You were right
You were right when you said “bitcoin will never overtake the USD and can’t cope with large transaction volume”.
You were right when you told everyone not to invest in it because it will ‘crash’ and ‘it’s a bubble’ and stay safe and buy Westpac shares.
It hasn’t overtaken the USD, it did crash on multiple occasions and its base layer transaction processing capability is unchanged. Yet, over the same time period of your rightness, it has still increased 1000x, 50x, 5x or similar and likely outperformed any other investment that you substituted for it. Why?
The trend of rejecting anything new is the only thing that isn’t new. Personally, I made the mistake with social media. I loathe it and so rejected it as an investment proposition because I didn’t like the fact that it invaded privacy, stole data and very obviously was the monetisation of people’s personal lives. I was completely right, and missed one of the biggest investing trends of the last decade.
Now the same thing is true with AI. The mega-clever crowd has arrived to either tell us it will kill humanity, or that it’s a nothing-burger, the more radical the take on either end the better.
Inevitably, Chomsky has weighed in to tell us that GPT is nowhere near as clever as he is. He lays out that it is “just” a pattern recognition algorithm, it simply looks for patterns in massive data sets and then guesses at an answer that might suit. He contrasts that to the human brain which looks for “explanations”. No explanatory power = Not clever.
His description of the process of AI is 100% correct. He will also be massively wrong because no explanatory power does not mean not useful. The fact of the matter is that GPT and many of the other AI tools are incredibly useful. It’s the fastest growing platform of all time and not for no reason. Does it really matter that the tool is guessing with high accuracy. Which human isn’t?
Here’s an example. I received access this week to the plug-ins on GPT4, which include Wolfram Mathematica, a very powerful maths program. I googled a maths question1.
Several things have happened here. ChatGPT has correctly synthesised the question. It has then passed that to another, more powerful, mathematics program and communicated with it in a language I am not required to learn any longer (yes, Wolfram has its own language) and returned the solution. That’s kind of impressive but perhaps not that special.
It does get better though because it can go on and explain how it got the answer.
Let’s assume further that we don’t fully understand the notation. We can ask it a fairly dumb question that might be a bit embarrassing in an open forum. Without judgement, it explains.
I can see how this is incredibly useful to the learning process because now we can ask questions and not be embarrassed to ask them. One of the major problems of classrooms is that there is always a scenario where you are too embarrassed to ask because everyone else seems to immediately understand. You nod and move on and learn nothing. You can continue to dumb down your questions to the base layer and it will continue to explain, without losing patience.
My point here is that people who are sneering on the sidelines about AI probably haven’t even scratched the surface of using it. It just sounds erudite to knock it because you are making the claim that you are cleverer than the machine. We get it, you are, but I find very little value in the people who are saying so.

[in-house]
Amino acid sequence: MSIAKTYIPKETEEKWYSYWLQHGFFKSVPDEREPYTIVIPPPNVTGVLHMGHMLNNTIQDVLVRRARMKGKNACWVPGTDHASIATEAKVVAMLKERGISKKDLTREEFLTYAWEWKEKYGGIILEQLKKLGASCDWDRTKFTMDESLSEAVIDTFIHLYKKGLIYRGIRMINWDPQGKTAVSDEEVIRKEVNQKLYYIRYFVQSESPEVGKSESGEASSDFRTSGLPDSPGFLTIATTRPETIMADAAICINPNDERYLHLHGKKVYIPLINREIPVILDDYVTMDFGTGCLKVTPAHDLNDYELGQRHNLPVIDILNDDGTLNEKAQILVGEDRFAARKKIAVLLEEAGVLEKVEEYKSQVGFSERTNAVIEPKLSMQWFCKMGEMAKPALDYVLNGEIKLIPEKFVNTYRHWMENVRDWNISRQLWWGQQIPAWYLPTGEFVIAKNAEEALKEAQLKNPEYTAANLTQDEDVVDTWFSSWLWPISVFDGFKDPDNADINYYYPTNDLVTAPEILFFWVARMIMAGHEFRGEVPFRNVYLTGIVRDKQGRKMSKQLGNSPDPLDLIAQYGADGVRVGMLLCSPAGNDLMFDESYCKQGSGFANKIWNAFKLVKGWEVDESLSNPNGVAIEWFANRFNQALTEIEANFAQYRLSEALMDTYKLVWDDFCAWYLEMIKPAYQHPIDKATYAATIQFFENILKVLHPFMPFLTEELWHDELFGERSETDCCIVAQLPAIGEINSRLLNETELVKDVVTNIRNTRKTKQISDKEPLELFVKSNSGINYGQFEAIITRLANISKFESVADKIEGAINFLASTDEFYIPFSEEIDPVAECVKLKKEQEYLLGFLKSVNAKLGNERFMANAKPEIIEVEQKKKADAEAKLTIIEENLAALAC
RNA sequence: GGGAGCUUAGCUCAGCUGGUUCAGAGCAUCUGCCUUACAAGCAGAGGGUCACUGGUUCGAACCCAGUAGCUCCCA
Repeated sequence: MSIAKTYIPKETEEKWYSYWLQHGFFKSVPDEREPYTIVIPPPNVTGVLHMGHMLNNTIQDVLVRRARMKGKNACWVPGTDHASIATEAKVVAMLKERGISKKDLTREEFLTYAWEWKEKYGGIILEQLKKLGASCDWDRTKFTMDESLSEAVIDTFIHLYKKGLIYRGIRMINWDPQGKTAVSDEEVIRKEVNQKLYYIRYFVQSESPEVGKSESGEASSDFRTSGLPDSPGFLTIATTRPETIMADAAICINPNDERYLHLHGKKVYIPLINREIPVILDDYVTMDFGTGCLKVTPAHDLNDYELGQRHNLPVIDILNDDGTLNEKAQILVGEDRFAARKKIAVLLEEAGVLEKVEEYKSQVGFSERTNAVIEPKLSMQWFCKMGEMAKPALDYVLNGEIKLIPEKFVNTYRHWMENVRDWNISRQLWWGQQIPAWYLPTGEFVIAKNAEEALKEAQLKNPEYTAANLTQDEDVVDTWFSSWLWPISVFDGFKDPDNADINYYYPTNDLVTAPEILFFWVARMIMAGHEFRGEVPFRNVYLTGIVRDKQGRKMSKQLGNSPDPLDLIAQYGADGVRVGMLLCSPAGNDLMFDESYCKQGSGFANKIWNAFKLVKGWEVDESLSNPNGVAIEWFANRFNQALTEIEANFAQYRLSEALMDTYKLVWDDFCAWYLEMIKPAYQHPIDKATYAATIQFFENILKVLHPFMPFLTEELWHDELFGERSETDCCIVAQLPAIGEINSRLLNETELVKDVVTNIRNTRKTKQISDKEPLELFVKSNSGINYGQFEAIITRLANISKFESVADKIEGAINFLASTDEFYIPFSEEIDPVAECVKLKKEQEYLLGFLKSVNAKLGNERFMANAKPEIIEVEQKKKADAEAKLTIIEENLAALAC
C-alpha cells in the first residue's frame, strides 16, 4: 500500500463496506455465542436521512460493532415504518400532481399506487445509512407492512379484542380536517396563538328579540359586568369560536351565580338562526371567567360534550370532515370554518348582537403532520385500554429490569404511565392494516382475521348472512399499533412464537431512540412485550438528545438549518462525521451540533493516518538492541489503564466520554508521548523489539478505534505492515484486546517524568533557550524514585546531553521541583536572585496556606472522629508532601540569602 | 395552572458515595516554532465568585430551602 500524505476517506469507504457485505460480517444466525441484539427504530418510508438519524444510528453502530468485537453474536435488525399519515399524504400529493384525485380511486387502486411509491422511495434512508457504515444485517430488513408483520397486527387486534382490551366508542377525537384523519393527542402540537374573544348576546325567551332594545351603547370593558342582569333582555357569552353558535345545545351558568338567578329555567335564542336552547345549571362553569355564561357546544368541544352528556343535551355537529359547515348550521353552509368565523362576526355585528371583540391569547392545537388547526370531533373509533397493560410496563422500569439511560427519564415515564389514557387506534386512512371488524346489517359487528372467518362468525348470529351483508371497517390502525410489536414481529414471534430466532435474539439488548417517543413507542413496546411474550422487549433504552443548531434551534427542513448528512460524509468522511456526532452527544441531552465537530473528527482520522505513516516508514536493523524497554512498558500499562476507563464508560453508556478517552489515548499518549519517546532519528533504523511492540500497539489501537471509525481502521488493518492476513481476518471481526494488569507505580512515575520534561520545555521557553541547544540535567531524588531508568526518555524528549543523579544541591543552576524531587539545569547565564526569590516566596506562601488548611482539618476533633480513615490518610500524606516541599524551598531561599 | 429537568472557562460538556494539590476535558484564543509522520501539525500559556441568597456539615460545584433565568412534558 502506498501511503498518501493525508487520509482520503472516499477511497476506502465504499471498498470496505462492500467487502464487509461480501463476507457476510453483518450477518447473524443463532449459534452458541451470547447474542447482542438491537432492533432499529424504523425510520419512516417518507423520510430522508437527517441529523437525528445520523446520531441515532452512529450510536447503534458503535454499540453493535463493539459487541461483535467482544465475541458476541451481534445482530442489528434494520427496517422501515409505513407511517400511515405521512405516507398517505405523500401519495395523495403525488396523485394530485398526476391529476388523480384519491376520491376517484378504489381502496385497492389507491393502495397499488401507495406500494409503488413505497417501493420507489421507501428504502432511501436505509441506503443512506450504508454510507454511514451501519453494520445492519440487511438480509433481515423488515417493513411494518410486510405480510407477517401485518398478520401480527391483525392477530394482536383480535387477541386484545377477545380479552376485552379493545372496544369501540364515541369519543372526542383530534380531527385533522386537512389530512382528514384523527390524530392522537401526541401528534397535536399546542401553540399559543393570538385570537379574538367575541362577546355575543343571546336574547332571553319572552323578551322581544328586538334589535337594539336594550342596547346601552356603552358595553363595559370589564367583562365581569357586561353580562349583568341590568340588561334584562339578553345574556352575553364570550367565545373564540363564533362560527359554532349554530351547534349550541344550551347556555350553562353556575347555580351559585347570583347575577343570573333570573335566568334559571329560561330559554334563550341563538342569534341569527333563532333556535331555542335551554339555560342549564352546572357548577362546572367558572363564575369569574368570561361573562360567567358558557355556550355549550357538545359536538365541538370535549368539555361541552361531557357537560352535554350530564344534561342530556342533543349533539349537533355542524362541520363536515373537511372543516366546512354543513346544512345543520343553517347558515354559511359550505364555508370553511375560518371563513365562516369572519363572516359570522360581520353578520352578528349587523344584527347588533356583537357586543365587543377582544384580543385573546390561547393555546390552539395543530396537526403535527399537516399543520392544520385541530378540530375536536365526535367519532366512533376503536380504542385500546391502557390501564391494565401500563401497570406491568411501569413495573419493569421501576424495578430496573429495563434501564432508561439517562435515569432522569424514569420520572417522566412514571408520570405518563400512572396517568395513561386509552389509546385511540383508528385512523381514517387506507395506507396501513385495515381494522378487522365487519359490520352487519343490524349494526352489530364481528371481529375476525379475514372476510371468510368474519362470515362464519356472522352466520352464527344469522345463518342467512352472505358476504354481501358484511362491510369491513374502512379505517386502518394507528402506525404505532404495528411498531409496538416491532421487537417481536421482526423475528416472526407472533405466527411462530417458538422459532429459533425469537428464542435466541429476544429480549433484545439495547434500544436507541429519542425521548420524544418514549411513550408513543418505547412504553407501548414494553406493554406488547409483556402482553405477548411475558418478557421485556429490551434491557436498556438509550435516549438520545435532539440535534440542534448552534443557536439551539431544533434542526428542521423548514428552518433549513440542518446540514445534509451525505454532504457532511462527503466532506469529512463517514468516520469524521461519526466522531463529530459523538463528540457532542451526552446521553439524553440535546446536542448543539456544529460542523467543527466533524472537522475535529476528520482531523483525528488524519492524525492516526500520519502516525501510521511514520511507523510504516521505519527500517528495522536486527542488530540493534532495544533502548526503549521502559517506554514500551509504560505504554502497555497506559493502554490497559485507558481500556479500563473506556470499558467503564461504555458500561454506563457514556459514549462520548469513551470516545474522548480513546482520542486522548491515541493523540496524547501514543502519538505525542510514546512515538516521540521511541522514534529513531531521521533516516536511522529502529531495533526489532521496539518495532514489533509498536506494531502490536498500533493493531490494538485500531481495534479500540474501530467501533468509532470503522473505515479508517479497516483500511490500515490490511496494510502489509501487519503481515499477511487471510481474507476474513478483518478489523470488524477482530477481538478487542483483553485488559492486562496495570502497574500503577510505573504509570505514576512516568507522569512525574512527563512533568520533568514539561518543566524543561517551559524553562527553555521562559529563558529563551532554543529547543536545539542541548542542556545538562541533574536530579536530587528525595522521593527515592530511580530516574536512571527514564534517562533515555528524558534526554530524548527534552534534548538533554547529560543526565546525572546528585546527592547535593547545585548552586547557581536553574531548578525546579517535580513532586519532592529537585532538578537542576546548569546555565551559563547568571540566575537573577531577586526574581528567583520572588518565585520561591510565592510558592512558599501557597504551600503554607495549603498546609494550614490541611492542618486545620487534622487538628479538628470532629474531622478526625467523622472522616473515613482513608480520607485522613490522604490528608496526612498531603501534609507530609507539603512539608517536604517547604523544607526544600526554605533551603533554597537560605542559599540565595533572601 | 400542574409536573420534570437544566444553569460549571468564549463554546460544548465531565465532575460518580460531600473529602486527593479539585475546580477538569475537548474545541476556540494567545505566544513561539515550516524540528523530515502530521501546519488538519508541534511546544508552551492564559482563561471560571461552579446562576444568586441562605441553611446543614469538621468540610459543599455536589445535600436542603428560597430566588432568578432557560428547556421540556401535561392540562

The thing triggering everyone seems to be the ‘intelligence’ aspect. Whether or not something is intelligent seems to be rather important. If that is so, I present on the left a dolphin brain and on the right, a human brain. The dolphin brain is twice as large and their intelligence is well-known, yet nobody has yet appointed a dolphin as their CEO. Why is that? It would be great wouldn’t it? Flipper will now deliver our five year strategy.
We should put aside the obsession with intelligence and embrace our discoveries. The formula underlying all AI is simple enough it could be taught in high school. It is unbelievably short and effective and calculates the relative weights of inputs and their likely relevance. It is how AI guesses, as Chomsky puts it, the correct answer.
It was laid out in a paper by researchers at Google in 2017 and its simplicity alone should make you wonder.
My guess is that the formula will become famous. My guess is that the uber-clever naysayers will be right and that this iteration of AI does not surpass human intelligence and is a mere step along the journey. GPT will disappear and just be integrated behind the scenes and you won’t notice. They will regularly remind us of their rightness.
My guess is also that they are very bad investors.
1 I gave it another question too which it got wrong and then corrected. Full details here if you are interested.
2 The Softmax function is an invention in itself. It converts the weights into probabilities so that they sum to 1. In machine learning, the term “softmax” is credited to British academic John S. Bridle who first used it in machine learning in 1989. His original paper is here. It goes back further than that though, the technique itself was discovered by Boltzmann in 1868.
Weights and measures
Chomsky-style then, in the continued search for good explanations I found this. The internet was musing last week on “what does god think of bitcoin?” Responses varied, but included this.
A false balance is an abomination to the LORD, but a just weight is his delight.” – Proverbs 11:1
“A just weight”. A good explanation indeed of why fiat currency always fails in the end. Why would anyone work for $1,000 only to get home and realise it is $998 because 2% inflation is “good for me”. Wait until they realise that the 2% is actually 15% and their $1,000 is really $850.
A just weight is one that cannot be affected by someone else to their own or someone else’s advantage.
In the digital age, a just weight needs to involve computation, it needs to involve energy conversion. It must be invisible and portable and yet inextricably linked to the physical world through its link to energy. If I gave you those parameters I think it highly unlikely that you or anyone else would be able to solve that problem.